Sign in with
Sign up | Sign in
Your question

Intel Core i7 860 Heat Issue

Last response: in CPUs
Share
December 12, 2009 9:27:57 PM

Hi all, I'm an avid follower of the news articles here, and from a recommendation from this site, I picked up a Core i7 860 Lynnfield CPU. I love this processor and it could very well be the best system I've ever configured. However, I have been experiencing some heat issues that are preventing me from overclocking this beast to its fullest potential.

I installed the stock cooler at first, and noticed idle temperatures around ~115 F (46 C) and full load over 150 F (66 C). So, I picked up an aftermarket HS/fan from Newegg. It's an Arctic Freezer 7 Pro (seen here). Since installing my temperatures have dropped to 110 F (43 C) and high load to 145 F (63 C). I have also tried cleaning the CPU and applying Arctic Silver instead of the paste that came with the new HS/fan but have not noticed much of a difference.

Here is how I applied the thermal paste:


My case has 3 fans, one on the side of the case blowing out, one below the PSU in the back on the tower blowing out, and the CPU fan blowing through the heatsink toward the fan below the PSU so the air is taken out of the case. All wires are twisty-tied and should not be causing any obstruction.

I'm hoping to get some advice from you experts. Currently my PC is running well - I can blast my brains out on 3D games for hours at a time without any performance cost, reboots, etc., but I'm kind of frustrated that I won't be able to do much tweaking with the clock speeds if the high temperatures persist.

Thanks in advance and Merry Christmas to everyone
Mike
a b à CPUs
December 12, 2009 9:58:22 PM

How are you checking your CPU temperatures ? some programs read the temps from different parts of the cpu.

The HSF you have bought is better than the stock item but not as good as some of the newer designs.

Im not sure how your HSF is secured to the mobo - but I do know the version they made for Socket 775's used crappy pushpin design that often caused the HSF not to be seated correctly.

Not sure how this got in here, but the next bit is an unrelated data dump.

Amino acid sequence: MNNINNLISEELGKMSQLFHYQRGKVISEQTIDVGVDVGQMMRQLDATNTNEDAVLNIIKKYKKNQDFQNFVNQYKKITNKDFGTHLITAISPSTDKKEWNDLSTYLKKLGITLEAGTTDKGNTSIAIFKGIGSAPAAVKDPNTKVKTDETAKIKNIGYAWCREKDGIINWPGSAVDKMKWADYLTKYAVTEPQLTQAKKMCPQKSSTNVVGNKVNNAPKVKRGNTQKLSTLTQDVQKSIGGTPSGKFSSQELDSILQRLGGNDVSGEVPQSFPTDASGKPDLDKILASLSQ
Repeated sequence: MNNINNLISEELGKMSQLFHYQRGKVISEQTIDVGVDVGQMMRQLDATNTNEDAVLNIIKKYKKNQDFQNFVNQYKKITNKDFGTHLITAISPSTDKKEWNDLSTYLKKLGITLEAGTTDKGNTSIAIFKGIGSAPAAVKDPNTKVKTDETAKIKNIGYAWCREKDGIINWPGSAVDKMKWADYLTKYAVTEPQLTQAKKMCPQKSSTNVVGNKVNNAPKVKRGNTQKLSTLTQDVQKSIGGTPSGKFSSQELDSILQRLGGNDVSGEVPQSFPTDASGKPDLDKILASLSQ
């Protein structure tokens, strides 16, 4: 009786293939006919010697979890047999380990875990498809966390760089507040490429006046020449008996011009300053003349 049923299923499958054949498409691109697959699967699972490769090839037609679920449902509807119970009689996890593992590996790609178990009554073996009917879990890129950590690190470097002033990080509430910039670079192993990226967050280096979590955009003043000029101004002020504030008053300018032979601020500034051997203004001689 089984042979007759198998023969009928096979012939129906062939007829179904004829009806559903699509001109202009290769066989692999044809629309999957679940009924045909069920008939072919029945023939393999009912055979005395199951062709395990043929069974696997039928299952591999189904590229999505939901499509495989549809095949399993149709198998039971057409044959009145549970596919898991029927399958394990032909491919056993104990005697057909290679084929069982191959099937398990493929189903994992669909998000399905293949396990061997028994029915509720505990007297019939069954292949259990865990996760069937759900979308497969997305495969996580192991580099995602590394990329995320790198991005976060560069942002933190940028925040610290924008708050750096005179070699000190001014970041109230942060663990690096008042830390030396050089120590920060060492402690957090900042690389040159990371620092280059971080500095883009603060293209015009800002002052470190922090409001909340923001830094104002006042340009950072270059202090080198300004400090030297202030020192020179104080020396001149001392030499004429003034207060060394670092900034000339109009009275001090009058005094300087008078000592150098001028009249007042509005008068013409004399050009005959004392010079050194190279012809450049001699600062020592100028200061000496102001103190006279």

Core temp is fairly reliable as is real temp so try both of those and see if the readings are similar

I would definately suggest removing your mobo fro mthe case to seat a push pin HSF though - its the only way to be 100% sure its seated
m
0
l
December 12, 2009 10:02:13 PM

I'm checking the CPU temperature with the utility provided from ASUS, my motherboard manufacturer. The temperatures are the same as reported by the hardware monitor in the BIOS. As far as I can tell the heatsink is seated properly. The installation required installing a mounting bracket and screwing the heatsink into the bracket. As far as I can tell, the installation is secure as the heatsink stays in its position when you try to wiggle or move it.
m
0
l
Related resources
December 15, 2009 3:06:15 PM

Anyone else have an opinion? Or can recommend a good HS/fan I can buy for ~$50?
m
0
l
a b à CPUs
December 15, 2009 4:00:26 PM

A good 1156 cooler is the Hyper 212+ (if you can find it in stock).
m
0
l
a b à CPUs
December 15, 2009 5:53:42 PM

I have a CoolerMaster N520 (small 92mm fans, lower profile cooler) running the 130w TDP i7 920. It cools just fine, load temps not exceeding 58'C for stock speed.

The 1156 i7 860s have 95w TDPs, so your cpu would run even cooler than mine.

The N520 is a great HSF since it's not 160mm in height like most other coolers, good cooling for its height, and natively supports both 1156 and 1366

EDIT: The N520 also costs $35, free shipping and no tax on Amazon.com
m
0
l
!